Orders were received on Oct 7, calling for a series of continuing attacks by the 2/18-IR, the 1/18-IR, and the 3/18-IR, in that order. First, the 2/18, using Eilendorf as a base, was to seize Verlautenheide. Immediately upon its seizure and organization, the 1/18 was to jump off from the town for its assault on Crucifix Hill. Following the capture of the Hill, the 3/18 was to be in regimental reserve during the capture of Verlautenheide and Crucifix Hill. Their complete leapfrog maneuver would deny the Aachen garrison a route of supply, and when contact could be made with units of the 30-ID pressing down south of Würselen, it would be isolated from the rest of Germany.
It was planned that the 2/18 would seize Verlautenheide and block the northeast; they would assist by fire the attack by the 1/18 on the objective. The 1/18 would seize Crucifix Hill, 900 yards west of Verlauntenheide, and cut, by fire and mines, the Haaren – Zuiweden road northwest of Crucifix Hill. The 3/18 was to seize the low ridge and Hill 192 northwest of Eilendorf and then prepared to seize Haaren on order. The 1/18 plan called for the unit to assemble in Verlautneheide with the least possible delay, and prepare to attack on order. Charlie Co along the ridgelines west of Verlautneheide was to seize Crucifix Hill. Able Co would attack on the left of Charlie Co, seize pillboxes 4 pillboxes (#17 #18 #19 #20), and open emplacements to tie in with Charlie Co at the trail south of pillbox another pillbox (#33). Baker Co was to remain in Battalion reserve in Verlauntenheide. They were to be prepared to assist either assault.
The supporting fires were as Follows, 1 Battalion (Light Artillery), the 32nd Field Artillery Battalion; 4 Guns, 155-MM in Eilendorf; 1 Platoon M-10 TDs from the 634-TDB, Eilendorf; 1 Platoon Tanks from the 745-TB, Eilendorf, and the Battalion’s 81-MM Mortars. The TDs were in position in Eilendorf in direct fire positions. The Artillery was placed, initially, in direct fire positions. The 81-MM mortars went forward. All the direct supporting fires could fire on the south side of Crucifix Hill, and keep up the fire until the assault groups signaled to lift the fires for the final assault. Detailed observations were made daily on Crucifix Hill and vicinity by all the officers of the Battalion, from Oct 2 to Oct 7. Most of the Platoon’s sergeants and squad leaders went on the same recon daily. All plans were completed in the present area, and at the time we didn’t know on what day the attack would take place. At the Battalion CP, we had access to late aerial photos of Crucifix Hill and it’s vicinity.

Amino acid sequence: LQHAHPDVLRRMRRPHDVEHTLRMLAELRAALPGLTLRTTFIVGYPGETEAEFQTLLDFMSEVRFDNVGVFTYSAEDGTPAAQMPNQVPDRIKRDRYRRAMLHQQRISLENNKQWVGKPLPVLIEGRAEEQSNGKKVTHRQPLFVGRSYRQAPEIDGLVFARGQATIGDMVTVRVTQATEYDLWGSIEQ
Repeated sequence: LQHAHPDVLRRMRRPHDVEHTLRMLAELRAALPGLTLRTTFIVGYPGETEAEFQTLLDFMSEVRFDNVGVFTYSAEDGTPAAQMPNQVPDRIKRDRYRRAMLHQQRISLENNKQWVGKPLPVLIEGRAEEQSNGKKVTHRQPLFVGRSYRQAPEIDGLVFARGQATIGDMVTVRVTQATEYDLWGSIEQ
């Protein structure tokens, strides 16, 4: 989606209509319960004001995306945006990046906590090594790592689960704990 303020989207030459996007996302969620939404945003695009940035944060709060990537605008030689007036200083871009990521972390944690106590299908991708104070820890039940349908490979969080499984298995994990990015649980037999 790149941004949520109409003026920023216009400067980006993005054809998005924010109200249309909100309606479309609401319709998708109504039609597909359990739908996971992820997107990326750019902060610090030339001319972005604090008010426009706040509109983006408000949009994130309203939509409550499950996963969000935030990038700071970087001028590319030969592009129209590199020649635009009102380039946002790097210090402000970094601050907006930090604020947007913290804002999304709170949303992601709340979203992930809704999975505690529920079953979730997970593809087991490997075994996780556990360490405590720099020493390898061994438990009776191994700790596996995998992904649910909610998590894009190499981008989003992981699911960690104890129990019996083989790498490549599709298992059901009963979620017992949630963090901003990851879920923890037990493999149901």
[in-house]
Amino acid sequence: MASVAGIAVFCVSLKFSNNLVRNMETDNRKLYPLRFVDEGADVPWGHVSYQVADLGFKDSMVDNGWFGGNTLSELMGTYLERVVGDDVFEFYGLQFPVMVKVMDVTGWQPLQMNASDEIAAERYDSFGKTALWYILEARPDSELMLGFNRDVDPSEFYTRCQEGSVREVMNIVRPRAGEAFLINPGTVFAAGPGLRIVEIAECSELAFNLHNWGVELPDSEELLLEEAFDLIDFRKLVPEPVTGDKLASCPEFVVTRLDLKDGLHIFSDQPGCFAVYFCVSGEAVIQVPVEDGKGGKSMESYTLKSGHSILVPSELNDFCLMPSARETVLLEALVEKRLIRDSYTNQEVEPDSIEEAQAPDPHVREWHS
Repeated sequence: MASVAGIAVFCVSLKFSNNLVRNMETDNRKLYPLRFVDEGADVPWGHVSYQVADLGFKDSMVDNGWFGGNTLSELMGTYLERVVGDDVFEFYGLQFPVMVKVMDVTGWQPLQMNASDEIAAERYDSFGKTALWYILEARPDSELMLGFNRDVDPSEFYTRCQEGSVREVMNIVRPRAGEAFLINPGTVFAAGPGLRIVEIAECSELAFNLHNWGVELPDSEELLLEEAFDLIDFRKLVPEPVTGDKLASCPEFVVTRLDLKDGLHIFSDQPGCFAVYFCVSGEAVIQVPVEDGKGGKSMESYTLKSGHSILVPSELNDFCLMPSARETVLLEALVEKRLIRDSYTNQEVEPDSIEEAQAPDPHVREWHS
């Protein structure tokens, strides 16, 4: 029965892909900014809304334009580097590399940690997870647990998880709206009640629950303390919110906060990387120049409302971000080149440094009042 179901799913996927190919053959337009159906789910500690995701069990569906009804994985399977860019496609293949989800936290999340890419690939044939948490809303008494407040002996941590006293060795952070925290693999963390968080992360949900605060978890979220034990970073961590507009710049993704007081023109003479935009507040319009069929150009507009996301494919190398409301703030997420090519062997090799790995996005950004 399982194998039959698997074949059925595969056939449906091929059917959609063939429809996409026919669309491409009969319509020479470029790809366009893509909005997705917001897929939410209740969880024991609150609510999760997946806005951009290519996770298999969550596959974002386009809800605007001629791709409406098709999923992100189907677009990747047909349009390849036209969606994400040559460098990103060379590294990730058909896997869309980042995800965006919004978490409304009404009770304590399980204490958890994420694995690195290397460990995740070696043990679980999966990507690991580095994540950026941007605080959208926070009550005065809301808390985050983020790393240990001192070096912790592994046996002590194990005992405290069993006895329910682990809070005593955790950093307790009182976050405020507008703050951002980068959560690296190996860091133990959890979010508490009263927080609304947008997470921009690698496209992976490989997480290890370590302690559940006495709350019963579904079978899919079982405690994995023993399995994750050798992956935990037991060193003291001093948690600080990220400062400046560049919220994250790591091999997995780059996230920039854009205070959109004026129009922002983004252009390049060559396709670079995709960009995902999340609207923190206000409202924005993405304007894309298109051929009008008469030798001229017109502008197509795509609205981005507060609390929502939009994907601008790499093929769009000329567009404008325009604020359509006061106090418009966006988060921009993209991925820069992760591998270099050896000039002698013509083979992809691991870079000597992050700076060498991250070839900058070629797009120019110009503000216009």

On Oct 7, Capt Edward W. McGreoger, Battalion S-3, and I went on a day-long study of the objective area from the forward CP’s of King 18-IR as well as CPs from Easy and Fox 16-IR north in Eilendorf. We returned to Battalion CP at about 1800 on Oct 7. The Battalion had been alerted to the fact that the attack would take place on Oct 8 with H hour at 0400. The Battalion Maintenance Co had picked up trucks from the Engineer Combat Group, which had relieved the 1/18 in the Aachen State Forest on Oct 2. These trucks were convoyed to the battalion bivouac area. The Battalion in trucked at dark with attached units, left the assembly area at 2000, and traveled east by truck and attached tanks to a detrucking point in Brand. This point was reached at 2300. The 26-IR was ordered to turn over all motor on trucks and tanks, to deceive the enemy of the 18-IR move to Brand and Eilendorf. The Battalion detrucked in Brand and remained there until 0045. They then moved in a column of companies to Eilendorf, and took cover in cellars to wait for the 2/18 to capture Verlautenheide.